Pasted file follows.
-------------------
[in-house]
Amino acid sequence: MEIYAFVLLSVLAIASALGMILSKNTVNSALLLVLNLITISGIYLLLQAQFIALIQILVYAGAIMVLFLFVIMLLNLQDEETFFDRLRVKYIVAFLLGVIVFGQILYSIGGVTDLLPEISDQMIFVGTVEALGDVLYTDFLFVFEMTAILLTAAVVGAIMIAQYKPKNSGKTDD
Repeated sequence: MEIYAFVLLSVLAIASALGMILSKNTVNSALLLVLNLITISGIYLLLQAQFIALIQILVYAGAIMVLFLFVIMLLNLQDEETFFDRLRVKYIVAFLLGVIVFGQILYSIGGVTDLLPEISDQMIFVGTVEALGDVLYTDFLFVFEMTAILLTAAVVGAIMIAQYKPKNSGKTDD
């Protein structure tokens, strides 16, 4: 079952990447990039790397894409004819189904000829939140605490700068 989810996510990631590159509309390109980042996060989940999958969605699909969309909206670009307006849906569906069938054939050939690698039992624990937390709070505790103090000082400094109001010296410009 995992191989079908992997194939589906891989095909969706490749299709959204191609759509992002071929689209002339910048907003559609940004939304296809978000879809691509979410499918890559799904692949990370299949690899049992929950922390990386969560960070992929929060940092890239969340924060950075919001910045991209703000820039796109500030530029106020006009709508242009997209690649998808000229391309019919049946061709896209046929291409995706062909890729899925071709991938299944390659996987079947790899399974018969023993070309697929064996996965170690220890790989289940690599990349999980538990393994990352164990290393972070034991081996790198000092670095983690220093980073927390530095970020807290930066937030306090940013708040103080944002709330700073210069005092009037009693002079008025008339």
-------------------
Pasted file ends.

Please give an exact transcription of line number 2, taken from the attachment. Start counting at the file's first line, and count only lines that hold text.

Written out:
Amino acid sequence: MEIYAFVLLSVLAIASALGMILSKNTVNSALLLVLNLITISGIYLLLQAQFIALIQILVYAGAIMVLFLFVIMLLNLQDEETFFDRLRVKYIVAFLLGVIVFGQILYSIGGVTDLLPEISDQMIFVGTVEALGDVLYTDFLFVFEMTAILLTAAVVGAIMIAQYKPKNSGKTDD